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2019 Subaru Forester Premium, Crystal Black Silica, Pkg 15
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Discussion Starter #1
Hi,

Posted this on the Legacy forums, but also want an impartial sample, so thought I'd ask the same question here.

I'm torn between the Legacy and the Outback. I've owned both - an 09 Legacy Limited and my current 11 Outback Limited. Currently I'm leaning towards the Legacy because I don't need the cargo space the Outback offers.

But, fresh in mind are some issues I had with my Legacy over the years, primarily, tire/rim damage. They didn't happen often, but when they did, it was expensive. I had a bubble in my sidewall after about 5000 miles, and then I had a bent rim, and eventually another tire had a flat. While I get that these things happen, I do know that the sidewall profile does help cushion against damage like this. My Outback, for example, never had any tire-related road damage over the 7 years I've driven it, and I've hit some "big ones"...

The NJ winters tend to be a little rough on the roads. The pothole problem is usually a seasonal issue, so I believe a winter tire solution would probably work in this instance.

So, for reference, the 2009 Legacy I had came with 205/50R17's, the 2018 Legacy 3.6 comes with 225/50R18's, and the Outback 3.6 comes with 225/60R18's. At first look, the Outback tires have about a 20% bigger sidewall (4.4" on the Leg vs 5.3" on the OB).

It's also worth noting that the base and Premium trim Legacy and Outback come with a different tire size: The Legacy has 225/55R17's, which have about a 10% larger sidewall (4.9") compared to the Limited rims, and the Outback has 225/65R17's, which are actually about 9% smaller sidewall than the Outback Limited rims.

A few questions now:

  • Is the lower-profile Legacy Limited sidewall cause for concern going forward, or am I blowing this out of proportion?
  • Is it worth requesting the Legacy Limited rims be swapped out at the dealer for the 225/55R17's?
  • Is it worth considering a set of Impreza or steel OEM rims that would fit on the Legacy if I went with the Legacy?
  • Is there a way to clone the existing (or program) or use self-registering TPMS sensors going into the new rims, and run a Winter Tire with the new rims?
  • How much does a shop usually charge for the programming of the TPMS function? I would be capable of doing the tire swaps every season by myself and would prefer to avoid the special trip to the shop.
  • Would it be better to just have 4 rims with 8 tires and just keep the OEM size and just pay the mount fee every season to avoid the TPMS drama?
Thanks.
 

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2013 BRZ 2005 OBXT
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1. More sidewall when it comes to potholes is never a bad thing. But depending on how bad your area is you may be blowing this out of proportion. I have hit alot of potholes in my day and so far in 14 years of driving have only had one pothole cause wheel and tire damage.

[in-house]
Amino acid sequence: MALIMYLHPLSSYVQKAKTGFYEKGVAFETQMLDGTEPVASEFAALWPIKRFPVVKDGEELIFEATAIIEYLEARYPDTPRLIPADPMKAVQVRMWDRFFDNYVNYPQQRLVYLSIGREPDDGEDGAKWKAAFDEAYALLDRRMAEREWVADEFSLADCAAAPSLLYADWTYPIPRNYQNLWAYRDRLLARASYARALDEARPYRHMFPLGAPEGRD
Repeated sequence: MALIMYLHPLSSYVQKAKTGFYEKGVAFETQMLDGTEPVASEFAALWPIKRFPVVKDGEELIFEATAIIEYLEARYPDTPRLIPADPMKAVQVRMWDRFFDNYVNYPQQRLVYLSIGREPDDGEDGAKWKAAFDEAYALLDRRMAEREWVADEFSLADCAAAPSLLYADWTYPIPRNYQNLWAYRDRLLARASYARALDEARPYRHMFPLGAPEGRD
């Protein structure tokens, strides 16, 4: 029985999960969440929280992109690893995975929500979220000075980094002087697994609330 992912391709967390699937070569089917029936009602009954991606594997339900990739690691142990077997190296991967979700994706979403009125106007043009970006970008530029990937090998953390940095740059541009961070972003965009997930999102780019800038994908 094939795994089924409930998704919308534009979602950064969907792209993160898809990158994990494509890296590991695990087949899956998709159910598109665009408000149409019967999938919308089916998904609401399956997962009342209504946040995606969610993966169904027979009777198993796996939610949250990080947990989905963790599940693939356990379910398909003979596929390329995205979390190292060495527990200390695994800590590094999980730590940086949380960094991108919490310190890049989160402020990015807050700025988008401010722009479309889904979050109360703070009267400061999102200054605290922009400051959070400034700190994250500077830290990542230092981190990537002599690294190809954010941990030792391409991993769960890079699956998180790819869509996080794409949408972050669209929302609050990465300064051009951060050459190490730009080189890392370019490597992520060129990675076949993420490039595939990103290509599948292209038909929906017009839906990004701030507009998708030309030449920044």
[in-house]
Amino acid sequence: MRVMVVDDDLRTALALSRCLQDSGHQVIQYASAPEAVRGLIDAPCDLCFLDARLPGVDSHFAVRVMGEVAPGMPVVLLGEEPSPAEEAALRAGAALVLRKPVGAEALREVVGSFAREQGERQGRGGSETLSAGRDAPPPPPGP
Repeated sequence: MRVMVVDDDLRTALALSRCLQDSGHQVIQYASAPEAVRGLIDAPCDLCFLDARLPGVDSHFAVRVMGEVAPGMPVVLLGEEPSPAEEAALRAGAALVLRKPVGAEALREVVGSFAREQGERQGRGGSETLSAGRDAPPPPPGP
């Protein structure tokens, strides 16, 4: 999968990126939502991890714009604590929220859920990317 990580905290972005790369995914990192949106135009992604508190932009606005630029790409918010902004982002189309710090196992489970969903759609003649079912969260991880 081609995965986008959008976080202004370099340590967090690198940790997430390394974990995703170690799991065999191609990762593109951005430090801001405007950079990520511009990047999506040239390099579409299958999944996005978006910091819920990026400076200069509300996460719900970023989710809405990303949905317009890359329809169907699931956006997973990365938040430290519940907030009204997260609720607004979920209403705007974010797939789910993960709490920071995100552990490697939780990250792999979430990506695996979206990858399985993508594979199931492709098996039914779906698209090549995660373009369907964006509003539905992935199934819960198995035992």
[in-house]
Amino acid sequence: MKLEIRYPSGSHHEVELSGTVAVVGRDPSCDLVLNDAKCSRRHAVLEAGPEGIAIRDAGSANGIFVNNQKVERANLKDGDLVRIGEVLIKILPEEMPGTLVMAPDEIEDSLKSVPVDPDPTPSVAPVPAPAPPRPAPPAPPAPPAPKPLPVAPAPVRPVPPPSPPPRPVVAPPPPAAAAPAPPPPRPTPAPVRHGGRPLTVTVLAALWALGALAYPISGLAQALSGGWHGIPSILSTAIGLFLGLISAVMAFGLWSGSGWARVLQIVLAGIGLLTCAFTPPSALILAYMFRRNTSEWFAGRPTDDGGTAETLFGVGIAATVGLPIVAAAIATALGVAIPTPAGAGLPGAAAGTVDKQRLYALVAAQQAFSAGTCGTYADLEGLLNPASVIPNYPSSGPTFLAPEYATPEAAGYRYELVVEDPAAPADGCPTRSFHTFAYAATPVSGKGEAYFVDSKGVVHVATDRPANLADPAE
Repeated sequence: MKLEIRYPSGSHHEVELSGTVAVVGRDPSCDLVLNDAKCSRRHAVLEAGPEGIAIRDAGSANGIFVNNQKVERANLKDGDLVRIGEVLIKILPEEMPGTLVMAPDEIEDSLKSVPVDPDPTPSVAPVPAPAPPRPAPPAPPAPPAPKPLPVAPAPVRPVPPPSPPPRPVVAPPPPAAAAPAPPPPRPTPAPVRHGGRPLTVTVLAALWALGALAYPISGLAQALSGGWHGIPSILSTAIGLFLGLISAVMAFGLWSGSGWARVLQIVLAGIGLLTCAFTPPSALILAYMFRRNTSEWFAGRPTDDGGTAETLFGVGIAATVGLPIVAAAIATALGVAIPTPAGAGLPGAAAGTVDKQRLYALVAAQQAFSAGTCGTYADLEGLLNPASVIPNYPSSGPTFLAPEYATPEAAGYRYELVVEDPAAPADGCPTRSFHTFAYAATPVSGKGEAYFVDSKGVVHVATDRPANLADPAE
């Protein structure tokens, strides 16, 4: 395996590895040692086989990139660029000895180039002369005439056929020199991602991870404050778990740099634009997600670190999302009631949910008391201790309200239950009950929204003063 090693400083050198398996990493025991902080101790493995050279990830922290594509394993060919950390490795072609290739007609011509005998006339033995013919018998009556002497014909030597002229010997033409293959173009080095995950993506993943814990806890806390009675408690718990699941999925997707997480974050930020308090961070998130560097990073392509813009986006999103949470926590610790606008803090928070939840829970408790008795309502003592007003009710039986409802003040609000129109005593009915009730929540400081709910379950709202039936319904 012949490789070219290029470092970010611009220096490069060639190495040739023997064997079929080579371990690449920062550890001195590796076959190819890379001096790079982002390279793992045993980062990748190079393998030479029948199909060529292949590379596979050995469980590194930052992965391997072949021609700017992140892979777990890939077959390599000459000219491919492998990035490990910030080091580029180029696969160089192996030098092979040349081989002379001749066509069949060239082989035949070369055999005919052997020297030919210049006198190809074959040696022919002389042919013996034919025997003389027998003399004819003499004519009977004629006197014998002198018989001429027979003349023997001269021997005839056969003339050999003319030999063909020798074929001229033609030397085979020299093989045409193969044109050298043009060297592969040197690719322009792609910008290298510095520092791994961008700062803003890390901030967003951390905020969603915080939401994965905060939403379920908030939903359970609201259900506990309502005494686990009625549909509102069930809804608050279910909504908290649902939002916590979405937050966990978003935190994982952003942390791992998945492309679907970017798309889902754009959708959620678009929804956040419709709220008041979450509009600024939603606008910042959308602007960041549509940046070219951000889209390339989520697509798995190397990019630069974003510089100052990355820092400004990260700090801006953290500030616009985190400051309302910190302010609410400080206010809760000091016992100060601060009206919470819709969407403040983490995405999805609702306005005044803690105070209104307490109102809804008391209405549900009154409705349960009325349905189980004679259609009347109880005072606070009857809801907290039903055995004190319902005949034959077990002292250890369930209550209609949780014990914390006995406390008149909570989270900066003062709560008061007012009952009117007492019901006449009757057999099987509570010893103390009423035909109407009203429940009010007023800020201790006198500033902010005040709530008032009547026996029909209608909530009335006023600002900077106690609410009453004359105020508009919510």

2. Confused by this question.
3.Steel wheels are always a perk in terms of cost to replace of they are damaged and are marginally stronger. So if you dont mind the look of steel and the higher rotating mass then go for it.
4.You can either swap back and forth the TPMS sensor from stock wheels to winter wheels. You can run winters with no TPMS and deal with the light. Get another set of TPMS sensors aftermarket. Discount tire programs them for free when you buy tires from them and have them mounted on the wheels and installed on the car for the 1st time.
5. I prefer the two sets method but w.e works for yourself.
 

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2019 Subaru Forester Premium, Crystal Black Silica, Pkg 15
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Discussion Starter #3
Thanks for the reply. The second question was inquiring if it was possible to have the dealer that I purchase from do a "tire swap" and take the rims off a Legacy Premium and put them on a Limited. There's some questions about that though, since the 3.6 does have larger brakes, I'd be concerned about clearance over the calipers, etc. But I have heard of some people going to a 17" steel for winter tires, and it seems to not be an issue.
 

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Thanks for the reply. The second question was inquiring if it was possible to have the dealer that I purchase from do a "tire swap" and take the rims off a Legacy Premium and put them on a Limited. There's some questions about that though, since the 3.6 does have larger brakes, I'd be concerned about clearance over the calipers, etc. But I have heard of some people going to a 17" steel for winter tires, and it seems to not be an issue.
Gotcha. Anything is possible. Will depend on your dealer and how willing they are to make a sale.
 

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2010 2.5 CVT Limited
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Some of your comparison doesn't seem right. 225/65 will have more sidewall than 225/60. 65% > 60%.